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NanoInk Announces the Controlled Deposition of Hydrogels for Applied Bioscience and Biotechnology Research
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NanoInk Announces the Controlled Deposition of Hydrogels for Applied Bioscience and Biotechnology Research

NanoInk Announces the Controlled Deposition of Hydrogels for Applied Bioscience and Biotechnology Research
News

NanoInk Announces the Controlled Deposition of Hydrogels for Applied Bioscience and Biotechnology Research

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NanoInk has announced a new application with excellent potential in biomedical engineering.

Using surface topography and chemistry to manipulate cells and tissue in a predictable manner is long term goal of biomaterials researchers. Unfortunately, biological systems are inherently complex and making surfaces with the necessary micro and nanoscale features can be expensive and time consuming.

Being able to perform rapid prototyping experiments on length scales of less than two microns opens new opportunities for researchers. The deposition of biocompatible polymers onto a range of substrates offers the ability to understand the binding between cells and surfaces as well as exploring how arbitrary patterns affect cell morphology and behavior. While this is in the early stages of development, the potential for applications in tissue engineering, scaffolds, protein arrays, and neuroscience make this a significant breakthrough.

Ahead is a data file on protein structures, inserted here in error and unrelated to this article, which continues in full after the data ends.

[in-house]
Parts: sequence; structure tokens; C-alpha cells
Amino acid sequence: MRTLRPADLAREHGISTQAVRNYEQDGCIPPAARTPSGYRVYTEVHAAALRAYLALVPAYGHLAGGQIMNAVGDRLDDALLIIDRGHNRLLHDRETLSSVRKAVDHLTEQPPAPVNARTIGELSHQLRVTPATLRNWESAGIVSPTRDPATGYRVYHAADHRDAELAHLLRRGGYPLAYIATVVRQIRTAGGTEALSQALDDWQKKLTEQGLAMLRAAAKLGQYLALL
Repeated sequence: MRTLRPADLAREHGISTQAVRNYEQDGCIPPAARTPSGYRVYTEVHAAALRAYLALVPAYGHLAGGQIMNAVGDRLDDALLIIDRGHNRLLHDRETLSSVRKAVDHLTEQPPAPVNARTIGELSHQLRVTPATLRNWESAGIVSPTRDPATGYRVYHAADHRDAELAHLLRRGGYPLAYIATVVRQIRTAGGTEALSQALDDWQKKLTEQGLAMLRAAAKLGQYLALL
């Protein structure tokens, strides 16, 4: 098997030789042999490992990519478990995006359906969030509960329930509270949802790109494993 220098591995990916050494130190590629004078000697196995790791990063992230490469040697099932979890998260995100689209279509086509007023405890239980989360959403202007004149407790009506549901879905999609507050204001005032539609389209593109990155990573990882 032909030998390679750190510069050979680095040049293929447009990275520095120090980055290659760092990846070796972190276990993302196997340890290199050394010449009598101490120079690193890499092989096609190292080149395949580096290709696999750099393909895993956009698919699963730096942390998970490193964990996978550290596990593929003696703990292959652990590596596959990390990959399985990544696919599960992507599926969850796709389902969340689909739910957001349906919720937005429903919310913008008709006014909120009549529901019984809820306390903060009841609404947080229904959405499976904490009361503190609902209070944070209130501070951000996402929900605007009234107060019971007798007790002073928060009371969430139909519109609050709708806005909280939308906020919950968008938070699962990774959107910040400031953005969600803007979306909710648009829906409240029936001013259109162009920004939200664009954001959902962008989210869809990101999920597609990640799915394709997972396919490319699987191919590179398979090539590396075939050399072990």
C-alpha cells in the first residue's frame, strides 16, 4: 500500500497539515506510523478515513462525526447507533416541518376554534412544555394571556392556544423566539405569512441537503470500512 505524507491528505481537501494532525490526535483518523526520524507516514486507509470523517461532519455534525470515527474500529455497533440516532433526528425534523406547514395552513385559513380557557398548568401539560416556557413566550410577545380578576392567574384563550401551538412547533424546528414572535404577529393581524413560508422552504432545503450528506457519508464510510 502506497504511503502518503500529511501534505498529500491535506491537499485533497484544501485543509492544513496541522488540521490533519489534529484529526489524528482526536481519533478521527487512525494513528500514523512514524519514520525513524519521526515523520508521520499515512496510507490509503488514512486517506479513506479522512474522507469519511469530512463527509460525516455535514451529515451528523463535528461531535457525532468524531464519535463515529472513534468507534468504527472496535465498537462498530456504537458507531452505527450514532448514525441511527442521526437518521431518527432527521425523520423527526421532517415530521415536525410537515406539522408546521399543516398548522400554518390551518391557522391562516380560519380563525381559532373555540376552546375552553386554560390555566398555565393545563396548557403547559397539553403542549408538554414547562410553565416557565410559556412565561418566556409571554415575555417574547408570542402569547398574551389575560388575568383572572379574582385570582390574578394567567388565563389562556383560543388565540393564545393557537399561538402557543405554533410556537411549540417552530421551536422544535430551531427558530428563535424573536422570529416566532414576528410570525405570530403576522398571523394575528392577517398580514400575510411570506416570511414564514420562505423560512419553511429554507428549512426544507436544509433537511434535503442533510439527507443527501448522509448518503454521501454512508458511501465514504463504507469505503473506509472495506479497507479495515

Using NanoInk’s patented process of Dip Pen Nanolithography® (DPN®), biocompatible polymers function as simple DPN “inks” enabling one to directly deposit nanoscale features of the polymer, either pure or mixed with some molecule, dye, protein, or peptide. Then, after deposition and depending on the specific polymer, there is a crosslinking step that can be induced by UV, pH or simply heating, transforming the deposited polymer into a nanoscale three dimensional hydrogel network.

There are applications in cell motility studies as it is now possible to pattern multiple hydrogels, each with a different cell binding protein or peptide, all in a single parallel experiment. The process can be controlled such that the chemical binding of the hydrogel is altered while retaining its size. This alone will help cut down on the unknowns in biomaterials engineering experiments and finally give researchers the ability to answer many long standing questions about scaffold/substrate and scaffold/cell binding. This opens the way to rapid prototyping of different hydrogel combinations without changing the overall DPN deposition characteristics.

This is a ready-to-use application since no extensive ink development is required. The researcher just has to add the appropriate biomolecule to the hydrogel precursor and commence deposition. As the deposition characteristics are determined by the gel, not the encapsulated biomolecules, the possibilities for this new application of DPN are huge.
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